Credits (Film): Laura, The Ghost and Mrs. Muir, Night and the City, Leave Her to Heaven, The Razor's Edge, + more

Birthplace: New York City, New York, United States of America

Age: Dec. at 71 (1920-1991)

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Natalie Wood is listed (or ranked) 2 on the list 23 Famous Actresses of the 1940s
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Though she really came into her own in the 1950s and 1960s, Natalie Wood made her feature film debut as a child in the 1940s. Who could resist her sweet innocence as Susan Walker in the classic holiday film Miracle on 34th Street (1947).

Natalie Wood (born Natalia Nikolaevna Zakharenko; July 20, 1938 – November 29, 1981) was an American actress who began her career in film as a child and became a Hollywood star as a young adult. Wood received three Academy Award nominations before she was 25. She began acting in films at age 4 and was given a co-starring role at age 8 in Miracle on 34th Street (1947). As a teenager, she earned a nomination for the Academy Award for Best Supporting Actress for her performance in Rebel Without a Cause (1955). She starred in the musical films West Side Story (1961) and Gypsy (1962), and she received nominations for the Academy Award for Best Actress for her performances in Splendor in the ...more on Wikipedia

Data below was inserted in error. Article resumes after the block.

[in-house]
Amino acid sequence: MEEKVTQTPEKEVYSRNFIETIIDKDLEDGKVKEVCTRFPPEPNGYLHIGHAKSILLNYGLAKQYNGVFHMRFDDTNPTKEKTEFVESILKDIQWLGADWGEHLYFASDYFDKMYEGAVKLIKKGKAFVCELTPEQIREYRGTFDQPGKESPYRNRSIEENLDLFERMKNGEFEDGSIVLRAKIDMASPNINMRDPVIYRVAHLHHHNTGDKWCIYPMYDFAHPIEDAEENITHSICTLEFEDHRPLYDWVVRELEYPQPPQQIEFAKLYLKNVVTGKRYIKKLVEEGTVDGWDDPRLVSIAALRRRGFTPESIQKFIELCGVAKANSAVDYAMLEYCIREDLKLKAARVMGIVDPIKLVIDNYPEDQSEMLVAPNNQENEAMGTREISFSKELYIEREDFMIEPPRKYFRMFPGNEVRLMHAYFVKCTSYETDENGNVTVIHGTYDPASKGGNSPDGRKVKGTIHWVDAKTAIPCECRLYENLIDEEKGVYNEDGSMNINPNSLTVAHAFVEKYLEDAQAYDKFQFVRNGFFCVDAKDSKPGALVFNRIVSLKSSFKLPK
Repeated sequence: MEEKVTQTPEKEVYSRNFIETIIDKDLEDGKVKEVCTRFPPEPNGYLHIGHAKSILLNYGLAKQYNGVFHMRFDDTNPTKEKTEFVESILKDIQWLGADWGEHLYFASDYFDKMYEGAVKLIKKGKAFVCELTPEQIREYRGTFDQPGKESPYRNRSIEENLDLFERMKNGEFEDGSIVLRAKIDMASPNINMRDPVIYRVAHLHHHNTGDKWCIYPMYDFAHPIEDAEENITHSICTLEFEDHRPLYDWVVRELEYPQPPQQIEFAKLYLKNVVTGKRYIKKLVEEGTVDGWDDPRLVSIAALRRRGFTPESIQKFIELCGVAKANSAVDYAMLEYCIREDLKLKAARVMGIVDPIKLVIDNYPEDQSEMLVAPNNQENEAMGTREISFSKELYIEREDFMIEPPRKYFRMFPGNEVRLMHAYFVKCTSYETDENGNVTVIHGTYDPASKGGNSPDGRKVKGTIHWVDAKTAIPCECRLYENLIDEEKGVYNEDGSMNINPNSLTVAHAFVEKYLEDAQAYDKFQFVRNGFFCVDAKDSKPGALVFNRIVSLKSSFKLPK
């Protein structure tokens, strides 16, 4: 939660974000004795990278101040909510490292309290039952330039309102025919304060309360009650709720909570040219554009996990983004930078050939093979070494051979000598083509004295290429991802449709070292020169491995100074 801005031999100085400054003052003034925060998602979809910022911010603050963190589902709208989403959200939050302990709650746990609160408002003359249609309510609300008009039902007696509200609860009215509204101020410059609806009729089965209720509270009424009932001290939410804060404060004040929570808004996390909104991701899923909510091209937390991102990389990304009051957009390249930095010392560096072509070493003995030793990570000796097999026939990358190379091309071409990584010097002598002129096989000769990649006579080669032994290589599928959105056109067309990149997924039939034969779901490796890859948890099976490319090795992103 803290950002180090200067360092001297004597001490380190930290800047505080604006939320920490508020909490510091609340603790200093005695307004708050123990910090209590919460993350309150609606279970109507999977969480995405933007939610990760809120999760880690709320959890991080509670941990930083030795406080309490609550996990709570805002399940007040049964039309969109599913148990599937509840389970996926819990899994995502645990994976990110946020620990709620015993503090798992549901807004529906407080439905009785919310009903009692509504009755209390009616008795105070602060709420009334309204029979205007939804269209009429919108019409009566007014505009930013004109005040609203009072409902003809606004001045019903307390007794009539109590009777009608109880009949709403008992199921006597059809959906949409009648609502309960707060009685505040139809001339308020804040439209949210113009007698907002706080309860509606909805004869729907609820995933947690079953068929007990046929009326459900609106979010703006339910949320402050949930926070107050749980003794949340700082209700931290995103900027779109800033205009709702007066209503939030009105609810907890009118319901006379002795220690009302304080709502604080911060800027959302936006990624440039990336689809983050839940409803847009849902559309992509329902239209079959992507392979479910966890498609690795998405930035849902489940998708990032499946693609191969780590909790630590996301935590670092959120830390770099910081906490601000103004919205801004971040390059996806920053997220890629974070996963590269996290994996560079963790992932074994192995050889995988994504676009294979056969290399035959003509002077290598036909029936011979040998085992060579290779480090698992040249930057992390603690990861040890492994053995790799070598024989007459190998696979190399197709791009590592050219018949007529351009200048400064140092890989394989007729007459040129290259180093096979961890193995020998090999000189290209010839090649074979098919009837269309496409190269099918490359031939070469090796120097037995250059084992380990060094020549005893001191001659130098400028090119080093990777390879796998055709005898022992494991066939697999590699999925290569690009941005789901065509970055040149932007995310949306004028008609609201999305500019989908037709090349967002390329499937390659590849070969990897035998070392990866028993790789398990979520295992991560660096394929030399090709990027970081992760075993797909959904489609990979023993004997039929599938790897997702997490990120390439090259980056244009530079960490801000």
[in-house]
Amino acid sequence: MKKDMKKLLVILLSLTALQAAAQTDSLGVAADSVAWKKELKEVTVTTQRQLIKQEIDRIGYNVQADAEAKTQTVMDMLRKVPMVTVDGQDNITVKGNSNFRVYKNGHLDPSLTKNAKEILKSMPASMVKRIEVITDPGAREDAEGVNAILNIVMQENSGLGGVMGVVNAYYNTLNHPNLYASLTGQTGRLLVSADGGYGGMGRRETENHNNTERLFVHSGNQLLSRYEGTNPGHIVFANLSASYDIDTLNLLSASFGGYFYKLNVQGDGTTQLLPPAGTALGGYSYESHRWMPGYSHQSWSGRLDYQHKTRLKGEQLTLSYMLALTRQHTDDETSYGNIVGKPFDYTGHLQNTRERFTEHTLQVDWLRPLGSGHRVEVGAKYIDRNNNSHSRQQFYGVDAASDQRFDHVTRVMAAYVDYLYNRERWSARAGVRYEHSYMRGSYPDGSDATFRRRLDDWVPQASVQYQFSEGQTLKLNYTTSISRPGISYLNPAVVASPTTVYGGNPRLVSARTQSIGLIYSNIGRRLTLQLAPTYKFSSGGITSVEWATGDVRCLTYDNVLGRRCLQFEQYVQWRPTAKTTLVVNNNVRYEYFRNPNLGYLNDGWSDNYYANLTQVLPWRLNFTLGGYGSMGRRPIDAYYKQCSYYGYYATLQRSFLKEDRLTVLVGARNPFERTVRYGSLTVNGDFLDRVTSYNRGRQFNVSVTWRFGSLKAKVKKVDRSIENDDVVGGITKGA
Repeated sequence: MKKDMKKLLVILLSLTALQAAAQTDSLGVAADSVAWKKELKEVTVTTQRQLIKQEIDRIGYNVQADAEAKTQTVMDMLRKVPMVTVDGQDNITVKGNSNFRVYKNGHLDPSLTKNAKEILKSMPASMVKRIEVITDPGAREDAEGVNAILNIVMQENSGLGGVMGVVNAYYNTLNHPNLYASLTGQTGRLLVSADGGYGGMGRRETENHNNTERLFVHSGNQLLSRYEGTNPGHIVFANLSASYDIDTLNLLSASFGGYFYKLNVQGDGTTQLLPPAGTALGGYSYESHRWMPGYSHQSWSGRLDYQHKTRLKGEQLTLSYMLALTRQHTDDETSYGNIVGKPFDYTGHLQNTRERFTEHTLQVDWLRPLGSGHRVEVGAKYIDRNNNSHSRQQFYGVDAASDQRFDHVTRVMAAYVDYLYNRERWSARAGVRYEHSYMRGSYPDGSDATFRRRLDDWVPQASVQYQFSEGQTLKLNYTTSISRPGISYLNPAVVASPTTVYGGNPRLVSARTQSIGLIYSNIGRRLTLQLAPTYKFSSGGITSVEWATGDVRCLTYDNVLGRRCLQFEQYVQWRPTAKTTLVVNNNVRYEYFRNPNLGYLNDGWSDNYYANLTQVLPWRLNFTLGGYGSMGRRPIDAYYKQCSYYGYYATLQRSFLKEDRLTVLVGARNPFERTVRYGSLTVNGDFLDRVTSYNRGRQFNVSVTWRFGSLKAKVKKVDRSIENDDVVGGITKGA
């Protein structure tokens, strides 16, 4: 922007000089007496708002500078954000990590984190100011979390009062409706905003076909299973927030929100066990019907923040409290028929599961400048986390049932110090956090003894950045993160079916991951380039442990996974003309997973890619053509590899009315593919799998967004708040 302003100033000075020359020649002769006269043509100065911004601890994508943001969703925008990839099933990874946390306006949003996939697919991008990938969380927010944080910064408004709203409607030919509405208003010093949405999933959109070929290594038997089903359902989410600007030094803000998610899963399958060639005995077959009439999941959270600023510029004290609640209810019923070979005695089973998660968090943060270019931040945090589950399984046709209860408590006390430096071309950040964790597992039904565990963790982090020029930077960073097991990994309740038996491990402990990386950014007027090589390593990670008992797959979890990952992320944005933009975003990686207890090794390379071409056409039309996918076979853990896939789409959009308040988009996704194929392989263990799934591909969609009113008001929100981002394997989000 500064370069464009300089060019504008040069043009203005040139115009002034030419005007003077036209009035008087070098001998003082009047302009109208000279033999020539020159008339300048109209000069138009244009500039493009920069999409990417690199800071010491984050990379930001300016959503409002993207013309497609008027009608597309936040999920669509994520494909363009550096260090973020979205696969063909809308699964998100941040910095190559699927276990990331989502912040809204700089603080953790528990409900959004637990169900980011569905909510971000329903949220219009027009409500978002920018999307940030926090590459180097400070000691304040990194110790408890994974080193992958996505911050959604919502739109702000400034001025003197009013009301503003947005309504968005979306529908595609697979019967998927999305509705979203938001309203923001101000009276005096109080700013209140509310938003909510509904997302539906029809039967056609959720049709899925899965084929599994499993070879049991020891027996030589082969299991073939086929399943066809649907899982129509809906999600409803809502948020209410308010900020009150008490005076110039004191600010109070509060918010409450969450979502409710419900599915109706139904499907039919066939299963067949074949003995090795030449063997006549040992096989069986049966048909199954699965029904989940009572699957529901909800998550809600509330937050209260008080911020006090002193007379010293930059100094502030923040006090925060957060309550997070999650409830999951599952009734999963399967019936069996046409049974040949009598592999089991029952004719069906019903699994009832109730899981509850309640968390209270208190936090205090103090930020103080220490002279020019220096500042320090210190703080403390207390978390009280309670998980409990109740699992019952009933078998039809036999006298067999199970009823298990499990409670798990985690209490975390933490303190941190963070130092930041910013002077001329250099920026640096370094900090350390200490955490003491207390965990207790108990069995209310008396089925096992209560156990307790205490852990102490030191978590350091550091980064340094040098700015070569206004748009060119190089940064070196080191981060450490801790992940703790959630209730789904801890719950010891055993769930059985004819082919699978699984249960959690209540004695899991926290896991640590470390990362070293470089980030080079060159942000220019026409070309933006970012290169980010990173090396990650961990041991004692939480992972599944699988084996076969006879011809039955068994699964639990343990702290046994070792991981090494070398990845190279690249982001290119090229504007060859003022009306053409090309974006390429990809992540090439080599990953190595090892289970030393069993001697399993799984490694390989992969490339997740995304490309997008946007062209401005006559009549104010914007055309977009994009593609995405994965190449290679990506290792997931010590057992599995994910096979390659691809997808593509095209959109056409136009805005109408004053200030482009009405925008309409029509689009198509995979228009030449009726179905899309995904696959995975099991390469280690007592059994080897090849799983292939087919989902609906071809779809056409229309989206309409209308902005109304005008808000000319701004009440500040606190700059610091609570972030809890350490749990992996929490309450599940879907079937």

Credits (Film): West Side Story, The Searchers, Rebel Without a Cause, Miracle on 34th Street, Splendor in the Grass, + more

Birthplace: California, United States of America

Age: Dec. at 43 (1938-1981)

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Lauren Bacall is listed (or ranked) 3 on the list 23 Famous Actresses of the 1940s
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Known for her husky voice and lovely locks, Lauren Bacall's 70 year acting career started in the 1940s. She appeared in several memorable films including The Big Sleep in 1946 and Key Largo in 1948. She appeared in four movies with her husband Humphrey Bogart.